The coronavirus disease 2019 (COVID-19) has affected our world on unprecedented levels. And homeowners are no exception. So, in 2020, Congress passed the Coronavirus, Aid, Relief, and Economic Security Act, or CARES Act. As part of the CARES Act, if you cannot make payments on your home, you can find relief with mortgage forbearance.
What Is Mortgage Forbearance?
Mortgage forbearance is an agreement between a mortgage servicer (the company that manages your loan) and a delinquent borrower. The borrower is typically struggling to make payments. The lender agrees to allow you to pause or reduce mortgage payments for a limited time, providing temporary respite.
Who Is Eligible for Forbearance?
You qualify to request forbearance if:
- You have experienced financial hardship on account of the coronavirus pandemic, and
- You have a mortgage that is federally backed, which includes HUD, FHA, VA, USDA, Fannie Mae, and Freddie Mac loans
Note- If your mortgage isn’t federally backed, servicers may have comparable options. You should discuss payment relief options with the company that manages your loan.
What Documentation Is Required?
There is no documentation required proving hardship beyond a statement that you’re suffering from such a hardship. If you can, however, continue to make mortgage payments, you should do so.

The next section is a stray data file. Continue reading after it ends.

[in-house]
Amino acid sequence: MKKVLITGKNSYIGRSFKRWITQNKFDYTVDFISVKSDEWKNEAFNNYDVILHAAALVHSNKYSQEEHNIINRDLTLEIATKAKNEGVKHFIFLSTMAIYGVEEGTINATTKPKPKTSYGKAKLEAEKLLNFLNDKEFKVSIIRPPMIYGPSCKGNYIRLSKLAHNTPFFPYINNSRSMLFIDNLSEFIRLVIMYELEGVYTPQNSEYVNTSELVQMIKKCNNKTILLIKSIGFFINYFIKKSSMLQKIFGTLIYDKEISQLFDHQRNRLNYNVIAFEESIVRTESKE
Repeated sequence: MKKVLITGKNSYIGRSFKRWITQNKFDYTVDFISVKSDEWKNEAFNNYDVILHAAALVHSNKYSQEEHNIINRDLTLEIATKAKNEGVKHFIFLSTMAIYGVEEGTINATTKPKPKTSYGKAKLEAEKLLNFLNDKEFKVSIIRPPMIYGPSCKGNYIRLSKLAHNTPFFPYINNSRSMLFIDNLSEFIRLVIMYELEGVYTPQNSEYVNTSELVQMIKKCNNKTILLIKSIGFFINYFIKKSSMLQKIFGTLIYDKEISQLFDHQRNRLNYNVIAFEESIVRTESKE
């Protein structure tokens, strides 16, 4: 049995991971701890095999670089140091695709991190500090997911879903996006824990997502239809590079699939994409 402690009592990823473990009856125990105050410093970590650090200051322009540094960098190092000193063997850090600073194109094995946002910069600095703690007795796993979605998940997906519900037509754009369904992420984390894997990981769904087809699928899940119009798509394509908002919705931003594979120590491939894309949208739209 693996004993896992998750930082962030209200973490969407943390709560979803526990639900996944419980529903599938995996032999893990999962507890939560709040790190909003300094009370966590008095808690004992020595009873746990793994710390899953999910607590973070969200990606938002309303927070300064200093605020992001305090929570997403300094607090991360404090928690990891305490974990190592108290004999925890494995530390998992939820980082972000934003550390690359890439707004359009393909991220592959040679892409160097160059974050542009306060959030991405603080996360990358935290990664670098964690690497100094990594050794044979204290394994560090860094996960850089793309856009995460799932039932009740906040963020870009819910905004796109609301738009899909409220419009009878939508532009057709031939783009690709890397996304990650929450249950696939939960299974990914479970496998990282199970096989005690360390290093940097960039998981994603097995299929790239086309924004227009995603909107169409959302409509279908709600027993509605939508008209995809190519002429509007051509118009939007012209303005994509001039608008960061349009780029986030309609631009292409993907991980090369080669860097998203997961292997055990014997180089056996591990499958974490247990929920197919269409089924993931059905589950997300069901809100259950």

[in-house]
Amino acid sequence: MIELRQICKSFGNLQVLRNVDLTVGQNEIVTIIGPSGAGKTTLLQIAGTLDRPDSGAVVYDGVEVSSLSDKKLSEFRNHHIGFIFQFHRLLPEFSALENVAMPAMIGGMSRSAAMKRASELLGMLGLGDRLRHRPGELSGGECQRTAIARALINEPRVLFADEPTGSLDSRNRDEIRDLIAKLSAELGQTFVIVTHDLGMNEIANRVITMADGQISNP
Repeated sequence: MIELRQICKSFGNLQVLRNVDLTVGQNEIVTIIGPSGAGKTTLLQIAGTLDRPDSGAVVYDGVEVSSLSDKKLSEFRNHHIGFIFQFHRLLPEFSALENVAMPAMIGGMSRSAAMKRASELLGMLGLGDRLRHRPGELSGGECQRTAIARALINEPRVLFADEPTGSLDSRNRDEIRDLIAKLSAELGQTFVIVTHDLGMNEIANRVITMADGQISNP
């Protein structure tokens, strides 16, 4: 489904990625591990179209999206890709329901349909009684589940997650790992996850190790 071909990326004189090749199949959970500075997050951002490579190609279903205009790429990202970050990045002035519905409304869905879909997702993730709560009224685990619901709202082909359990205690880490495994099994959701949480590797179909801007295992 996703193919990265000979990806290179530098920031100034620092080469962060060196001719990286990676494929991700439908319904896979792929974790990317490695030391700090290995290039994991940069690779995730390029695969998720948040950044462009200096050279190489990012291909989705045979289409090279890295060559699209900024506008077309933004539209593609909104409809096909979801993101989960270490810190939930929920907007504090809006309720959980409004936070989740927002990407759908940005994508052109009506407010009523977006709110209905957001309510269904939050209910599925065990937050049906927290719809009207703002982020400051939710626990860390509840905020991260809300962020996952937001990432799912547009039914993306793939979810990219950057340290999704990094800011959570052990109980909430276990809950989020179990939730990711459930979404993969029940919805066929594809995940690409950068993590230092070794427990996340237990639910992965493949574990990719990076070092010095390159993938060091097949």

How Long Does Forbearance Last?
If you’re a homeowner who has a federally backed loan, you have the right to request and receive a forbearance period for up to 180 days. In addition, you can request an extension of forbearance for up to another 180 days, totaling 360 days. However, be advised that other limitations can apply. Also:
- If you have a Fannie Mae or Freddie Mac mortgage, you may ask for up to two more three-month extensions, up to a total of 18 months of forbearance
Note – Your initial forbearance documentation must be received by February 28, 2021, to qualify.
- If you have a HUD, FHA, USDA, or VA-backed mortgage, you may ask for up to two more three-month extensions, up to a total of 18 months of forbearance
Note – Your initial forbearance documentation must be received by June 30, 2020, to qualify.
When Is the Deadline for Applying?
- If you have a federally-backed loan, or if you’re the owner of a multi-family rental with a loan backed by the government, you can apply through September 30, 2021
- There is no current deadline to request initial forbearance for a home subsidized by Fannie Mae or Freddie Mac
Simply contact your mortgage servicer, requesting a forbearance.